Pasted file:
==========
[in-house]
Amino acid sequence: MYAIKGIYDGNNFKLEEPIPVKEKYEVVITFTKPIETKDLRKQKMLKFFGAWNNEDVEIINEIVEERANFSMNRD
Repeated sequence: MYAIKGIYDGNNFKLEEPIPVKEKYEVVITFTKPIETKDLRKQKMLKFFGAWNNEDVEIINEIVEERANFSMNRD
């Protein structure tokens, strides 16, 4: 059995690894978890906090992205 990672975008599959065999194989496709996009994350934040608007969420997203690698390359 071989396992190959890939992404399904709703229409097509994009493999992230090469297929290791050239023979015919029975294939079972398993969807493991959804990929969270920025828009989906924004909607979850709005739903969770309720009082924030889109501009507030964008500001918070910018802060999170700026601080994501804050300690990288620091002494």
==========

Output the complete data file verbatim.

[in-house]
Amino acid sequence: MYAIKGIYDGNNFKLEEPIPVKEKYEVVITFTKPIETKDLRKQKMLKFFGAWNNEDVEIINEIVEERANFSMNRD
Repeated sequence: MYAIKGIYDGNNFKLEEPIPVKEKYEVVITFTKPIETKDLRKQKMLKFFGAWNNEDVEIINEIVEERANFSMNRD
């Protein structure tokens, strides 16, 4: 059995690894978890906090992205 990672975008599959065999194989496709996009994350934040608007969420997203690698390359 071989396992190959890939992404399904709703229409097509994009493999992230090469297929290791050239023979015919029975294939079972398993969807493991959804990929969270920025828009989906924004909607979850709005739903969770309720009082924030889109501009507030964008500001918070910018802060999170700026601080994501804050300690990288620091002494």